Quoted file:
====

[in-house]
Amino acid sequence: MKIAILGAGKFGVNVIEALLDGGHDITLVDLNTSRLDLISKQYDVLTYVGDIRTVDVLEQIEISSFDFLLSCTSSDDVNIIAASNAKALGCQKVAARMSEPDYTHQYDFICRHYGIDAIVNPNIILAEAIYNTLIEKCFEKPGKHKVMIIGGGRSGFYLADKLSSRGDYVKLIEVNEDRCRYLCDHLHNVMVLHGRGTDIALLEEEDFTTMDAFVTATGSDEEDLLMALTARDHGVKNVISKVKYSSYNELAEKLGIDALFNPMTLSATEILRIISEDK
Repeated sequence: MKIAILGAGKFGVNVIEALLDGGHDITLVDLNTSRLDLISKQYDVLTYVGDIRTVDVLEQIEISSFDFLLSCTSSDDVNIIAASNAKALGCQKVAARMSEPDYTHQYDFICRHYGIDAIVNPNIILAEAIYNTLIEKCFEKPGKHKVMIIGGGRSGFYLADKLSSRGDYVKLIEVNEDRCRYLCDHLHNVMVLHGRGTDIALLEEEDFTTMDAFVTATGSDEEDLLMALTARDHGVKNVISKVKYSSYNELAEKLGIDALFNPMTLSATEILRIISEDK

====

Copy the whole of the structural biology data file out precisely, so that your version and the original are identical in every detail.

[in-house]
Amino acid sequence: MKIAILGAGKFGVNVIEALLDGGHDITLVDLNTSRLDLISKQYDVLTYVGDIRTVDVLEQIEISSFDFLLSCTSSDDVNIIAASNAKALGCQKVAARMSEPDYTHQYDFICRHYGIDAIVNPNIILAEAIYNTLIEKCFEKPGKHKVMIIGGGRSGFYLADKLSSRGDYVKLIEVNEDRCRYLCDHLHNVMVLHGRGTDIALLEEEDFTTMDAFVTATGSDEEDLLMALTARDHGVKNVISKVKYSSYNELAEKLGIDALFNPMTLSATEILRIISEDK
Repeated sequence: MKIAILGAGKFGVNVIEALLDGGHDITLVDLNTSRLDLISKQYDVLTYVGDIRTVDVLEQIEISSFDFLLSCTSSDDVNIIAASNAKALGCQKVAARMSEPDYTHQYDFICRHYGIDAIVNPNIILAEAIYNTLIEKCFEKPGKHKVMIIGGGRSGFYLADKLSSRGDYVKLIEVNEDRCRYLCDHLHNVMVLHGRGTDIALLEEEDFTTMDAFVTATGSDEEDLLMALTARDHGVKNVISKVKYSSYNELAEKLGIDALFNPMTLSATEILRIISEDK